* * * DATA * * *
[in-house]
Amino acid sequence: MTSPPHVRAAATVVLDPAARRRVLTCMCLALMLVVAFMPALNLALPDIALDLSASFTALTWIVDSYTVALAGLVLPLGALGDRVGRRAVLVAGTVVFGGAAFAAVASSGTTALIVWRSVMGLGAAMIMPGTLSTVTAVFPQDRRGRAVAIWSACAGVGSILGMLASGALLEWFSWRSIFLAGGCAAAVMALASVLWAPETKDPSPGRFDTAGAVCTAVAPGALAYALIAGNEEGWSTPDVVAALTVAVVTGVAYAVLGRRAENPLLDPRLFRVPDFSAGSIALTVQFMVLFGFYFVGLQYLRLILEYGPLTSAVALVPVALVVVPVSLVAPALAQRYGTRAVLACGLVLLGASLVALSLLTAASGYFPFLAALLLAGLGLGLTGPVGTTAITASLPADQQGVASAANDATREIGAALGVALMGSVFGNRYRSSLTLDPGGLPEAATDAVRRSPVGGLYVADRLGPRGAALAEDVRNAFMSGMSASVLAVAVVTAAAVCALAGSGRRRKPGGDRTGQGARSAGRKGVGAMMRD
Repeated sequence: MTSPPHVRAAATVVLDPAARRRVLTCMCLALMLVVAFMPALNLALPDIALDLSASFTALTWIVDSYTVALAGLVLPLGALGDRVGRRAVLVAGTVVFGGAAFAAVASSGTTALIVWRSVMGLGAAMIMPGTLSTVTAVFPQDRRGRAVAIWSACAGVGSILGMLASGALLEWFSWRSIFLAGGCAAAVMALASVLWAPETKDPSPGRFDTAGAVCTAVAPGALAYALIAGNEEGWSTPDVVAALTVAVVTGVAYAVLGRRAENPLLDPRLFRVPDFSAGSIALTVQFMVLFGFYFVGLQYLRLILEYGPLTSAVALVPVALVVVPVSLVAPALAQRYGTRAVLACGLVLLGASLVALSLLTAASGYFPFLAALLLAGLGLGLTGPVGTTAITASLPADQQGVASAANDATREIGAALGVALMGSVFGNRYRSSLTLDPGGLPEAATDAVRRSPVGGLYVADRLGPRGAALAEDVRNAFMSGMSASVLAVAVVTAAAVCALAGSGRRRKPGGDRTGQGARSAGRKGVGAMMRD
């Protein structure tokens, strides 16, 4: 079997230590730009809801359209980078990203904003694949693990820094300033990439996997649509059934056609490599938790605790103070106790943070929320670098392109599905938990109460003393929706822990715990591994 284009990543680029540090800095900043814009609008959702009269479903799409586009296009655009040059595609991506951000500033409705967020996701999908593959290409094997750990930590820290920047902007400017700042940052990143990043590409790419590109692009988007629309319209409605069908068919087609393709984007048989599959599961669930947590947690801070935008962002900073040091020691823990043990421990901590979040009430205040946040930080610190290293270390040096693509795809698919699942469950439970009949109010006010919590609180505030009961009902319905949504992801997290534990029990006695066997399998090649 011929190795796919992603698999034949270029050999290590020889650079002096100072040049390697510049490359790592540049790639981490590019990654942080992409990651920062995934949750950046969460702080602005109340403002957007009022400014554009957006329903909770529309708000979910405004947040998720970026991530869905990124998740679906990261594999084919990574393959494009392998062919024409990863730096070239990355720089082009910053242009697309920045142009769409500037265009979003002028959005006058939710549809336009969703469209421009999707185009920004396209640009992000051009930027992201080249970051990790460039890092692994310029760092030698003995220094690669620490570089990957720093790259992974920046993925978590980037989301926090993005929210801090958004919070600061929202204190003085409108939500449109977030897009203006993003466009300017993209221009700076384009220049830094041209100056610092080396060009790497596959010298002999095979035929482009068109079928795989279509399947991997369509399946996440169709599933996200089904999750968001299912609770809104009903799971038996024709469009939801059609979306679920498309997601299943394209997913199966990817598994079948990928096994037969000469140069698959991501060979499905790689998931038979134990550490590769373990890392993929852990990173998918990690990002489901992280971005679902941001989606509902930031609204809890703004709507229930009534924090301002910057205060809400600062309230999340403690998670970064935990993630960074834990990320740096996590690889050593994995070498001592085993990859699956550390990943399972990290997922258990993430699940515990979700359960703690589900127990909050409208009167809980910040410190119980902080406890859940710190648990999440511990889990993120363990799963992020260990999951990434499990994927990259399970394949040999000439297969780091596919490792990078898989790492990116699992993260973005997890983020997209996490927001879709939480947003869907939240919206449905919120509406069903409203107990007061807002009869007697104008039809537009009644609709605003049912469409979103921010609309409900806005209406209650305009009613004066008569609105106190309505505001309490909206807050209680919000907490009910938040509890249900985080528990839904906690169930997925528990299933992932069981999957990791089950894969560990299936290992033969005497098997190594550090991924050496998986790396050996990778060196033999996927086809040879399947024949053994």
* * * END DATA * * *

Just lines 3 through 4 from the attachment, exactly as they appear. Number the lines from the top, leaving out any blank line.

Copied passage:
Repeated sequence: MTSPPHVRAAATVVLDPAARRRVLTCMCLALMLVVAFMPALNLALPDIALDLSASFTALTWIVDSYTVALAGLVLPLGALGDRVGRRAVLVAGTVVFGGAAFAAVASSGTTALIVWRSVMGLGAAMIMPGTLSTVTAVFPQDRRGRAVAIWSACAGVGSILGMLASGALLEWFSWRSIFLAGGCAAAVMALASVLWAPETKDPSPGRFDTAGAVCTAVAPGALAYALIAGNEEGWSTPDVVAALTVAVVTGVAYAVLGRRAENPLLDPRLFRVPDFSAGSIALTVQFMVLFGFYFVGLQYLRLILEYGPLTSAVALVPVALVVVPVSLVAPALAQRYGTRAVLACGLVLLGASLVALSLLTAASGYFPFLAALLLAGLGLGLTGPVGTTAITASLPADQQGVASAANDATREIGAALGVALMGSVFGNRYRSSLTLDPGGLPEAATDAVRRSPVGGLYVADRLGPRGAALAEDVRNAFMSGMSASVLAVAVVTAAAVCALAGSGRRRKPGGDRTGQGARSAGRKGVGAMMRD
């Protein structure tokens, strides 16, 4: 079997230590730009809801359209980078990203904003694949693990820094300033990439996997649509059934056609490599938790605790103070106790943070929320670098392109599905938990109460003393929706822990715990591994 284009990543680029540090800095900043814009609008959702009269479903799409586009296009655009040059595609991506951000500033409705967020996701999908593959290409094997750990930590820290920047902007400017700042940052990143990043590409790419590109692009988007629309319209409605069908068919087609393709984007048989599959599961669930947590947690801070935008962002900073040091020691823990043990421990901590979040009430205040946040930080610190290293270390040096693509795809698919699942469950439970009949109010006010919590609180505030009961009902319905949504992801997290534990029990006695066997399998090649 011929190795796919992603698999034949270029050999290590020889650079002096100072040049390697510049490359790592540049790639981490590019990654942080992409990651920062995934949750950046969460702080602005109340403002957007009022400014554009957006329903909770529309708000979910405004947040998720970026991530869905990124998740679906990261594999084919990574393959494009392998062919024409990863730096070239990355720089082009910053242009697309920045142009769409500037265009979003002028959005006058939710549809336009969703469209421009999707185009920004396209640009992000051009930027992201080249970051990790460039890092692994310029760092030698003995220094690669620490570089990957720093790259992974920046993925978590980037989301926090993005929210801090958004919070600061929202204190003085409108939500449109977030897009203006993003466009300017993209221009700076384009220049830094041209100056610092080396060009790497596959010298002999095979035929482009068109079928795989279509399947991997369509399946996440169709599933996200089904999750968001299912609770809104009903799971038996024709469009939801059609979306679920498309997601299943394209997913199966990817598994079948990928096994037969000469140069698959991501060979499905790689998931038979134990550490590769373990890392993929852990990173998918990690990002489901992280971005679902941001989606509902930031609204809890703004709507229930009534924090301002910057205060809400600062309230999340403690998670970064935990993630960074834990990320740096996590690889050593994995070498001592085993990859699956550390990943399972990290997922258990993430699940515990979700359960703690589900127990909050409208009167809980910040410190119980902080406890859940710190648990999440511990889990993120363990799963992020260990999951990434499990994927990259399970394949040999000439297969780091596919490792990078898989790492990116699992993260973005997890983020997209996490927001879709939480947003869907939240919206449905919120509406069903409203107990007061807002009869007697104008039809537009009644609709605003049912469409979103921010609309409900806005209406209650305009009613004066008569609105106190309505505001309490909206807050209680919000907490009910938040509890249900985080528990839904906690169930997925528990299933992932069981999957990791089950894969560990299936290992033969005497098997190594550090991924050496998986790396050996990778060196033999996927086809040879399947024949053994």